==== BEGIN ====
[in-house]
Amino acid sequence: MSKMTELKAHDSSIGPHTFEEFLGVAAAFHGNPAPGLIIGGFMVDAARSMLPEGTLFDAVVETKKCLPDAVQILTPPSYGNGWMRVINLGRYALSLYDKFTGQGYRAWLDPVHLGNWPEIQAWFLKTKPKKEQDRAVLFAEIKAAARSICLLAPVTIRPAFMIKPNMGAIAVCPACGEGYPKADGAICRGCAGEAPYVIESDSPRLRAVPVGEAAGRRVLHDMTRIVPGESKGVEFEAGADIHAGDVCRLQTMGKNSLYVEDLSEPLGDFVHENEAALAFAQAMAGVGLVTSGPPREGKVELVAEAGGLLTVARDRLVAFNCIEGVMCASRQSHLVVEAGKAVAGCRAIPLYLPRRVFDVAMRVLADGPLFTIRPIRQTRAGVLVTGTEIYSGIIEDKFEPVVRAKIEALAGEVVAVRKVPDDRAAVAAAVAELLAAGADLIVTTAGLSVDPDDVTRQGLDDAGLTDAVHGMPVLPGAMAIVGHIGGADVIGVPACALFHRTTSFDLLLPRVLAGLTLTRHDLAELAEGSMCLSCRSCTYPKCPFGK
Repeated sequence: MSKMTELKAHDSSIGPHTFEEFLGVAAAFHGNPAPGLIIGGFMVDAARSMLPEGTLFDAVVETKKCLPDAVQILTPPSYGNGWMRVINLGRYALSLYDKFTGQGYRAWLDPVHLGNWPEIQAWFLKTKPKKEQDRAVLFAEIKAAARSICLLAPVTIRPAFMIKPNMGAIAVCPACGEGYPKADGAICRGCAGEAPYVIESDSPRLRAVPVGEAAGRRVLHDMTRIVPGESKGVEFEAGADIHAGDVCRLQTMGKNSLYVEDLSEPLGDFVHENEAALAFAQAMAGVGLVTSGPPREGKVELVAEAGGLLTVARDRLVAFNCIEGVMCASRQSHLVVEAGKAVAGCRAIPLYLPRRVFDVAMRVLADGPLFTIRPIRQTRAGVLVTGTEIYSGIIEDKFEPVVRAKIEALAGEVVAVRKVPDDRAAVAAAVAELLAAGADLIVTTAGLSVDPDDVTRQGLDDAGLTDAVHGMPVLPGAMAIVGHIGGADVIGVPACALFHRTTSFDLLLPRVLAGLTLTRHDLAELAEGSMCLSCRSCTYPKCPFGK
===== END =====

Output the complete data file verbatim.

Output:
[in-house]
Amino acid sequence: MSKMTELKAHDSSIGPHTFEEFLGVAAAFHGNPAPGLIIGGFMVDAARSMLPEGTLFDAVVETKKCLPDAVQILTPPSYGNGWMRVINLGRYALSLYDKFTGQGYRAWLDPVHLGNWPEIQAWFLKTKPKKEQDRAVLFAEIKAAARSICLLAPVTIRPAFMIKPNMGAIAVCPACGEGYPKADGAICRGCAGEAPYVIESDSPRLRAVPVGEAAGRRVLHDMTRIVPGESKGVEFEAGADIHAGDVCRLQTMGKNSLYVEDLSEPLGDFVHENEAALAFAQAMAGVGLVTSGPPREGKVELVAEAGGLLTVARDRLVAFNCIEGVMCASRQSHLVVEAGKAVAGCRAIPLYLPRRVFDVAMRVLADGPLFTIRPIRQTRAGVLVTGTEIYSGIIEDKFEPVVRAKIEALAGEVVAVRKVPDDRAAVAAAVAELLAAGADLIVTTAGLSVDPDDVTRQGLDDAGLTDAVHGMPVLPGAMAIVGHIGGADVIGVPACALFHRTTSFDLLLPRVLAGLTLTRHDLAELAEGSMCLSCRSCTYPKCPFGK
Repeated sequence: MSKMTELKAHDSSIGPHTFEEFLGVAAAFHGNPAPGLIIGGFMVDAARSMLPEGTLFDAVVETKKCLPDAVQILTPPSYGNGWMRVINLGRYALSLYDKFTGQGYRAWLDPVHLGNWPEIQAWFLKTKPKKEQDRAVLFAEIKAAARSICLLAPVTIRPAFMIKPNMGAIAVCPACGEGYPKADGAICRGCAGEAPYVIESDSPRLRAVPVGEAAGRRVLHDMTRIVPGESKGVEFEAGADIHAGDVCRLQTMGKNSLYVEDLSEPLGDFVHENEAALAFAQAMAGVGLVTSGPPREGKVELVAEAGGLLTVARDRLVAFNCIEGVMCASRQSHLVVEAGKAVAGCRAIPLYLPRRVFDVAMRVLADGPLFTIRPIRQTRAGVLVTGTEIYSGIIEDKFEPVVRAKIEALAGEVVAVRKVPDDRAAVAAAVAELLAAGADLIVTTAGLSVDPDDVTRQGLDDAGLTDAVHGMPVLPGAMAIVGHIGGADVIGVPACALFHRTTSFDLLLPRVLAGLTLTRHDLAELAEGSMCLSCRSCTYPKCPFGK